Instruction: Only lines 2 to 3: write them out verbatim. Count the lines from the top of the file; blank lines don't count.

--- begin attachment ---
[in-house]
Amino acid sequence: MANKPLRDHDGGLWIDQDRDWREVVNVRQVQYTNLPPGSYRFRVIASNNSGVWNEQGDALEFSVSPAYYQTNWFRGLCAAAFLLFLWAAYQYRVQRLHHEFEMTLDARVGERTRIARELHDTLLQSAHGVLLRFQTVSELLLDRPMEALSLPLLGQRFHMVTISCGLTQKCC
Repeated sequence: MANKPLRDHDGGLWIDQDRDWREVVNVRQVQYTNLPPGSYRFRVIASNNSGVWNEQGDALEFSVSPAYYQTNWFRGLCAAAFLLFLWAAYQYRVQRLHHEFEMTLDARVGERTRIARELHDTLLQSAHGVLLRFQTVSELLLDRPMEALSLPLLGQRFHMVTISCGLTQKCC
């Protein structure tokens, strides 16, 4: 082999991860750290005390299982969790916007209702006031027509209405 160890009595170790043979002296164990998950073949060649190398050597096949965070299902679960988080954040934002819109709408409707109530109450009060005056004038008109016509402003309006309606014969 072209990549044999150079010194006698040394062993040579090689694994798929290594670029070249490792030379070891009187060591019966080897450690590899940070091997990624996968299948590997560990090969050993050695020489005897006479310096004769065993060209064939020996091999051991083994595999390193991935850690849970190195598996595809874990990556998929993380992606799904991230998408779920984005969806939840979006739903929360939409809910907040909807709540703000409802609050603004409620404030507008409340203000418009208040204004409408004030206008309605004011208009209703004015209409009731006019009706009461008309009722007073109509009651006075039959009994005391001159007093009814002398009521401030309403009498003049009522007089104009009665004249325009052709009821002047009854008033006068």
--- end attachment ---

Amino acid sequence: MANKPLRDHDGGLWIDQDRDWREVVNVRQVQYTNLPPGSYRFRVIASNNSGVWNEQGDALEFSVSPAYYQTNWFRGLCAAAFLLFLWAAYQYRVQRLHHEFEMTLDARVGERTRIARELHDTLLQSAHGVLLRFQTVSELLLDRPMEALSLPLLGQRFHMVTISCGLTQKCC
Repeated sequence: MANKPLRDHDGGLWIDQDRDWREVVNVRQVQYTNLPPGSYRFRVIASNNSGVWNEQGDALEFSVSPAYYQTNWFRGLCAAAFLLFLWAAYQYRVQRLHHEFEMTLDARVGERTRIARELHDTLLQSAHGVLLRFQTVSELLLDRPMEALSLPLLGQRFHMVTISCGLTQKCC